Thatch is an unfortunate side effect left behind when you cut your grass. If you don’t have a bagging mower, or things are too dry for your mulching mower to fully mince the harvested grass clippings, they can be left undecomposed on the surface of your lawn. As time goes on, these dried-out pieces of dead grass can buildup into a thick layer of thatch. Left unchecked it can lead to soil compaction, while also preventing essential moisture from migrating down into the deeper layers of the turf.
When this happens, even heavy amounts of water are often ineffective at reviving your grass. Should a late summer dry spell impact your area it could lead to dead spots and a lawn that goes into premature dormancy.
A lot of lawn care companies will tell you that the way to deal with this is to have your lawn dethatched. They are all too happy to come and do this for you. Then they slap an enormous markup cost onto it to cover their parts, labor, and equipment transportation costs. Year after year, this can feel like a black hole that keeps devouring your bank account.
Though there is a solution in the form of the Earthwise DT71613 13-Amp 16-Inch Corded Electric Dethatcher. This is an electric device that looks a little bit like a lawn mower. Only instead of whirling blades under the deck, it has special tines that pick up thatch and other organic debris. This helps aerate your turf and allows water to saturate down into the deeper layers more easily.
- 13 Amp electric motor
- 16-inch wide deck
- Corded power
- Working depth from -0.4″ to 0.4-inches
- 45 spring pins
- 10-gallon debris catcher
If you are using a standard residential extension cord, then the performance of the Earthwise DT71613 is nothing short of impressive. It uses 45 piano wire-like pins to make small holes in the turf and extract thatch. This improves aeration and removes surface thatch at the same time.
However, going beyond 50-feet from the nearest power outlet can cause a modest decrease in the electric performance of the motor that drives the tines. Though this isn’t a fault of the device. Standard residential extension cords naturally lose performance beyond 50 feet. If you have a slightly larger lawn that needs dethatching, you can get around this foible by investing in a commercial grade extension cord. It will deliver power over greater distances for your new dethatcher as well as other electrical appliances and corded power tools.
Ease Of Use
The Earthwise DT71613 is relatively easy to use for a dethatcher. So long as it is properly powered and you set the depth for the right conditions it will do a very good job of removing thatch from the upper layers of the turf, while improving the aeration of the deeper layers. All without making major holes in the soil.
The one thing you need to be mindful of though is to walk slower than you think during dry times. Dry hard sold can make it harder for the tines to pierce the soil. So, don’t rush the process if you are dethatching as part of a strategy to deal with a midseason drought.
The collection bin at the back of the Earthwise DT71613 might not seem like all that special of a feature. Though if you’ve ever worked with a dethatcher or scarifier that didn’t have one, you’ve likely had to deal with the ugly debris it leaves behind. Not to mention the fact that the collection bin takes all the old thatch and some of the weed debris away, keeping it from going right back into the soil of the turf with the next rain.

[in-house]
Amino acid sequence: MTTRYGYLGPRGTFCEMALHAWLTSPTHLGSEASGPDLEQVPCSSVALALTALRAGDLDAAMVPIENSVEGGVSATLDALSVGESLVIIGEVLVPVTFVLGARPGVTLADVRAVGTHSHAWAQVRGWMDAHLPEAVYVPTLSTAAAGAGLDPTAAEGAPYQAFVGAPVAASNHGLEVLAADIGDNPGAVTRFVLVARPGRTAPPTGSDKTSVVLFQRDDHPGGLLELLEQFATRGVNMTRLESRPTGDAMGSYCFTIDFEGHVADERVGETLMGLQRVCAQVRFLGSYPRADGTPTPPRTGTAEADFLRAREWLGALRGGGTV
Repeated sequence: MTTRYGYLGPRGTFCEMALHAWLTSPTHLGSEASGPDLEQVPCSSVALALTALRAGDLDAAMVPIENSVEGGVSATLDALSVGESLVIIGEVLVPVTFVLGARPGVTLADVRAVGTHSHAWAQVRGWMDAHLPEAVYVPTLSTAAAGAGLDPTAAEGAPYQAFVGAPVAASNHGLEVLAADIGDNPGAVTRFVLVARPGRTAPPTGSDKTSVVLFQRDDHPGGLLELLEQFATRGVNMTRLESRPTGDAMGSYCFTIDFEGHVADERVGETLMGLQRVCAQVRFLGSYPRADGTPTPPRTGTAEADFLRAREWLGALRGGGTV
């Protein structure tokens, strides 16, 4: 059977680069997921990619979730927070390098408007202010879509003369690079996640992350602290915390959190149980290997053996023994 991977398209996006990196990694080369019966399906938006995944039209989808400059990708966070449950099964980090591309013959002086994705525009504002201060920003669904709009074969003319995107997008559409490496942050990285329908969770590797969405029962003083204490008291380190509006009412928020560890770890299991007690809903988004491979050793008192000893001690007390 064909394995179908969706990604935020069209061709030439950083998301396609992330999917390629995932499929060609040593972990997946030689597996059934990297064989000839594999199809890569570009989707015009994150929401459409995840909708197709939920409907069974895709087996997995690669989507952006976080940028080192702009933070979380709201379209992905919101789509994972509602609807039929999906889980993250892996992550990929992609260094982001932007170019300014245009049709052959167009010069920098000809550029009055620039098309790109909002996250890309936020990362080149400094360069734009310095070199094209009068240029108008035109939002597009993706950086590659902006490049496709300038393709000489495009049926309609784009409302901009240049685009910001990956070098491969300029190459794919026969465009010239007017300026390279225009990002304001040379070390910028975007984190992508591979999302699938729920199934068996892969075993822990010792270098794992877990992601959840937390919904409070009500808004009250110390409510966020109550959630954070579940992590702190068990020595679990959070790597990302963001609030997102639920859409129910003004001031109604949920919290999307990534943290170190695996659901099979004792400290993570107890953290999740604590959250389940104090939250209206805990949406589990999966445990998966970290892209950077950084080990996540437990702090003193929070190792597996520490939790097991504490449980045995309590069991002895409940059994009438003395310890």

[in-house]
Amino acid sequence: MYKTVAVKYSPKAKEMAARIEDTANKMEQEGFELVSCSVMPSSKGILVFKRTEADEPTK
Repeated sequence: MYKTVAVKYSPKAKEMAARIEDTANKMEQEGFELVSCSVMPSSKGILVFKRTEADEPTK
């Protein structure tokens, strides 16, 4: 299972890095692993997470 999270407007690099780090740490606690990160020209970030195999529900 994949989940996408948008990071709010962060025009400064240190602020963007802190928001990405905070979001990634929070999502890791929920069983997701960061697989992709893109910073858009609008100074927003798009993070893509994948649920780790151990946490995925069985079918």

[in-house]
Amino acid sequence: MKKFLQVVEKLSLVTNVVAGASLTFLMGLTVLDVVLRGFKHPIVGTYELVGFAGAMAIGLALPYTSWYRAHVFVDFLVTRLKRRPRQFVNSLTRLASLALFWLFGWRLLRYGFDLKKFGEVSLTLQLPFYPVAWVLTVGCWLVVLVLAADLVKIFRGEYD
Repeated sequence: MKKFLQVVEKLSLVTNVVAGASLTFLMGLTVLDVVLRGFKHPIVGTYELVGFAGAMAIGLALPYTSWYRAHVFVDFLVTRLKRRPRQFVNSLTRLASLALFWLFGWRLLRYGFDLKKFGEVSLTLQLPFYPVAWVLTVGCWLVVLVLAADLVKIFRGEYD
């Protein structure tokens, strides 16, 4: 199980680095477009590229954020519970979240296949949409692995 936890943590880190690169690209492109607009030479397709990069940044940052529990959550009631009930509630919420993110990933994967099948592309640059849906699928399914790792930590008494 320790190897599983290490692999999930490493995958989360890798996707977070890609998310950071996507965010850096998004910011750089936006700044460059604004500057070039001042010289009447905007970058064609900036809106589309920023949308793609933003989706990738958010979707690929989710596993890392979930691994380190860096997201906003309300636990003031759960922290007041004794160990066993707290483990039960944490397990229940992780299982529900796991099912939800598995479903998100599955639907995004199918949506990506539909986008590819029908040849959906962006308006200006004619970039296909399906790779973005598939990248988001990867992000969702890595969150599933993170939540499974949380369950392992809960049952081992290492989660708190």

Cut Quality & Options
It’s important to note that the Earthwise DT71613 is designed for dethatching and aerating a typical suburban or “City” lawn. Anything larger and you should strongly consider a gasoline-powered model.
When it comes to smaller lawns that need to remove the thatch left behind by mowing the lawn, it does a very good job. Especially when it comes to extracting dried strands of thatch, while making small piano wire holes in the turf to let air and water feed the roots. Just bear in mind that as a dethatcher it doesn’t remove soil plugs like you get with deep scarifiers or professional aerators.
You can set the Earthwise DT71613 through five different depth settings. The deeper it goes the more aeration it imparts to the soil layers of the turf. If you just need to pull up dried grass clippings and other bits of organic debris, then you can set it higher. This will also allow you to push it along a little faster.
The Earthwise DT71613 is relatively easy to maintain. The bulk of the effort comes down to carefully removing any soil or organic debris from the 45 tiny tines. Then you also need to empty and thoroughly clean out the collection bin. This will ensure that you don’t have any lingering problems while it sits in storage over the winter.
The Earthwise DT71613 has the standard hand control safety features you expect in any walk-behind lawn appliance. The depth o the tines locks firmly into place, so you don’t have to worry about it changing on you in the middle of a pass, and the collection bag does a good job of sealing organic debris without letting it fall back onto the turf.
When it comes to the cost-effectiveness of the Earthwise DT71613, you need to compare it to the cost of having a lawn care company dethatch and aerate your lawn. When you crunch the numbers in that way, I think you’ll find that the Earthwise DT71613 easily pays for itself in a season or two.
Not to mention that it also lets you dethatch your lawn in the middle of the summer season when need be. You can do it on your schedule, rather than whatever schedule works best for the local lawn care company.